Meet my #livingfreetogether friend, Gretchen. She’s a mom, wife, and a woman who loves encouraging women in their faith.
I love what she had to say. In fact, I’m going to read it a second time, and a third, because it has that much power to bring rest. ~ Suzie
“You are over-responsible”
. . . and with that, the marriage counselor labeled me.
Rightly so, I must admit.
When we are over-responsible, it just means that we try to do too much for others and try solve other people’s problems. It took conflict early in our marriage for me to identify this in me. In my effort to love my husband, I often tried to “fix” him. This caused him to feel disrespected and me to feel pressure to manage him.
As soon as I learned about this, I wholeheartedly agreed with my need to resist it.
However, understanding the label didn’t automatically remove it.
It is engrained in me to feel burdened on behalf of others. I struggle with feeling the need to “help” others carry the weight of their troubles or even going a step further to solve their problems for them.
And this is exhausting.
To me and everyone around me!
[bctt tweet=”Lord, help me to stay in my own lane. I’m not you, and you don’t expect me to be. #livingfreetogether #rest” username=”suzanneeller”]
It can cause anxiety from over-focusing on other people. It can cause frustration because they aren’t fixing their own problems the way we would, or at the rate we would. It can be a continuous strain for the over-responsible person.
But aren’t we supposed to get involved?
Carry each other’s burdens, and in this way you will fulfill the law of Christ. Galatians 6:2
I learned quickly that yes we are supposed to help others but that is different than carrying their burdens for them. When we care more about a problem than they do, or when they are not asking for our advice or heeding it, then we may need to take a step back.
Jesus expects us to carry the responsibility for only one life, our life.
He actually refers to it as our cross to bear.
And he said to all, “If anyone would come after me, let him deny himself and take up his cross daily and follow me. Luke 9:23 ESV
“His cross” denotes a personal one, for each of us.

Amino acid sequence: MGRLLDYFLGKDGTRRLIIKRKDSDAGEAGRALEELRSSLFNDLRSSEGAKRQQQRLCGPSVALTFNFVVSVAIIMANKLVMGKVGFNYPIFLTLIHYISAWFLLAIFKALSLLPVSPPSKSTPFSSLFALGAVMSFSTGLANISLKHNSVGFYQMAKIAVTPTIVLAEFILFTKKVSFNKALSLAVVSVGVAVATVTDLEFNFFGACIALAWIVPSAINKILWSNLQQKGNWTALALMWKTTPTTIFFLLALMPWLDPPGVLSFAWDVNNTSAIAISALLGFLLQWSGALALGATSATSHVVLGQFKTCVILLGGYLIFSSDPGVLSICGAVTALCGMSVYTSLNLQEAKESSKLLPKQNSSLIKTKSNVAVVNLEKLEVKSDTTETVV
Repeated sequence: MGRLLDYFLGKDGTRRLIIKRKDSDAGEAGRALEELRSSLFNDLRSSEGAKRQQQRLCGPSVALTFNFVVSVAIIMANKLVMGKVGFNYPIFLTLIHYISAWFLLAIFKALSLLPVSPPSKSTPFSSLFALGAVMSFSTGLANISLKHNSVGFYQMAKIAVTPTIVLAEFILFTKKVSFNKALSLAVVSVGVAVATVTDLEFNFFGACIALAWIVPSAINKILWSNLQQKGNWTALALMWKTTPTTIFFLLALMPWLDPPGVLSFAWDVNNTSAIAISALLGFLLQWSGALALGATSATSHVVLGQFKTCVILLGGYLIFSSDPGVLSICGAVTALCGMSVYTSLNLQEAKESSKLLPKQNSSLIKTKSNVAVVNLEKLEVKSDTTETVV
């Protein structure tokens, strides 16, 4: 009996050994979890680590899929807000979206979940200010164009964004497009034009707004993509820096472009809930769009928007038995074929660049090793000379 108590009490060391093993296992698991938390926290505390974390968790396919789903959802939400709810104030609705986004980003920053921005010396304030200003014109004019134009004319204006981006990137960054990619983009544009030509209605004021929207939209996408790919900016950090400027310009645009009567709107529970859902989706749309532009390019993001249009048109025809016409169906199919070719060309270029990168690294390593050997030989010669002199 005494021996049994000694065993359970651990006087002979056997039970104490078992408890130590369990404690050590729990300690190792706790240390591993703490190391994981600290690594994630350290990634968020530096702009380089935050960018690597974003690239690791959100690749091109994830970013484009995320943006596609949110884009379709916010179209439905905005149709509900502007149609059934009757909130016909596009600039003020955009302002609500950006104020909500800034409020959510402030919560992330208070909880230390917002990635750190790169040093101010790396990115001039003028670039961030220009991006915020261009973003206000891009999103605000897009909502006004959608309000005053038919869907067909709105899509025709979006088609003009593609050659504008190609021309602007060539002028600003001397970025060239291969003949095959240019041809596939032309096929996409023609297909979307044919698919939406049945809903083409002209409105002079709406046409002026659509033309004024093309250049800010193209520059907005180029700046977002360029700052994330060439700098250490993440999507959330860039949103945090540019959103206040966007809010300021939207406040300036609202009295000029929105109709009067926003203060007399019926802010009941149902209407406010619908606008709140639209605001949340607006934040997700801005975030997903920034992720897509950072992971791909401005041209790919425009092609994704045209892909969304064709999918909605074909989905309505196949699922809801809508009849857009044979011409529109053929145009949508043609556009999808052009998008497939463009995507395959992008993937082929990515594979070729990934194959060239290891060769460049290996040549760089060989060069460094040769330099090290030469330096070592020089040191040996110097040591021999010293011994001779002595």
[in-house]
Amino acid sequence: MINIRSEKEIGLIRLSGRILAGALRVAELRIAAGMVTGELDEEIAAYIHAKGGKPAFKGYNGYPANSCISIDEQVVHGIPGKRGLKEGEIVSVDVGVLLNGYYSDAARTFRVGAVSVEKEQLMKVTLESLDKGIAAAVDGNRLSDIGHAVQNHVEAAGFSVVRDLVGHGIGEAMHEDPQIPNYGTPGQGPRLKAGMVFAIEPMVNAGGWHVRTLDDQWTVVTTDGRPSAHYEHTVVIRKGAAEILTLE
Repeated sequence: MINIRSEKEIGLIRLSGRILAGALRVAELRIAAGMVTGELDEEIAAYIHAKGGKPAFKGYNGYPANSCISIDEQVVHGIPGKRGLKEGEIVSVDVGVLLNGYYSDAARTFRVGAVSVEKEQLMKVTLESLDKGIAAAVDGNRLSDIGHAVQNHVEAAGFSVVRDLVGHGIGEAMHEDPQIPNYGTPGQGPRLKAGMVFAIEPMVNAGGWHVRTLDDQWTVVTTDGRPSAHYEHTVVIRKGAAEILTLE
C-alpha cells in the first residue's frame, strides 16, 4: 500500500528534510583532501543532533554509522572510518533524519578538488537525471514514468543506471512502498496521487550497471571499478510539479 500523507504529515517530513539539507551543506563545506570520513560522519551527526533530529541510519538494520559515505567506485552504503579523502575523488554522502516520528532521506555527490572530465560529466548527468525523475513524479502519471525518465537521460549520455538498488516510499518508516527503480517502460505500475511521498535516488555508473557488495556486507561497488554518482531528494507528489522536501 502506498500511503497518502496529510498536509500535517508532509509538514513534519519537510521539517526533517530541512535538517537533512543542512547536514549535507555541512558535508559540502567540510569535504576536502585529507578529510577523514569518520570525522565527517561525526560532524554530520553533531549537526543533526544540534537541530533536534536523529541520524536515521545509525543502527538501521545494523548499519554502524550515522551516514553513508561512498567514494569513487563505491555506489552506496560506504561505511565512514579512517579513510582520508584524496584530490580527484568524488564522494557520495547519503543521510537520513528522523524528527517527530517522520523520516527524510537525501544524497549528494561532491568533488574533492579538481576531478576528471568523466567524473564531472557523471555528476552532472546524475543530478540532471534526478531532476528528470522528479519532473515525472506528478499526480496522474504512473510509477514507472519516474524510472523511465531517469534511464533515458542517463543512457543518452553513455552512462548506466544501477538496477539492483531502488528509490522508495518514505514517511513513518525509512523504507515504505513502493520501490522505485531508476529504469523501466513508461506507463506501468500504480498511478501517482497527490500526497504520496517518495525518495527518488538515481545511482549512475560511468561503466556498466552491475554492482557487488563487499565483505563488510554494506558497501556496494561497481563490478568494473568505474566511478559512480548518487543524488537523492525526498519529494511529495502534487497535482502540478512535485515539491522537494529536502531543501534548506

I cannot carry the full weight of burdens for someone else nor can they do that for me. Apart from Jesus bearing our full burden of sin and guilt on the cross, there are limits for each of us in this.
How can we understand these limits and more importantly, when we may be close to crossing them?
I learned a mental cue that helps me recognize those boundaries. I heard the phrase of “staying in my lane” from a co-worker and it clicked immediately for me. I was able to quickly picture when I was veering out of my lane and into others.
Two benefits quickly emerged.
First, I began to see how often I actually verge into God’s “lane”. Regrettably, I not only presented my requests to God, I advised Him on how He should handle them.
The Holy Spirit began to reveal the extent of my over-responsibility.
I was trying to manage God.
Second, I began to see the feelings brought on from my over-responsibility as running over the raised lane reflectors on the highway. When I veer outside my lane driving, I feel the vibrations as my tires cross the boundary. That thumping sound catches my attention and guides me back to safety.
[bctt tweet=”Father, correct my course. Help me to find peace in my own lane. #freedom #livingfreetogether #rest ” username=”suzanneeller”]
Now when my anxiety starts elevating, I can quickly associate that to my veering outside of my lane of responsibility to someone else’s.
I correct my course and find peace back in my own lane.
Q: In what ways do you “get out of your lane?”
Q: Most people get out of their lane because they want to help. How can it be the opposite of helpful?
Q: What is the difference between helping and over-responsibility?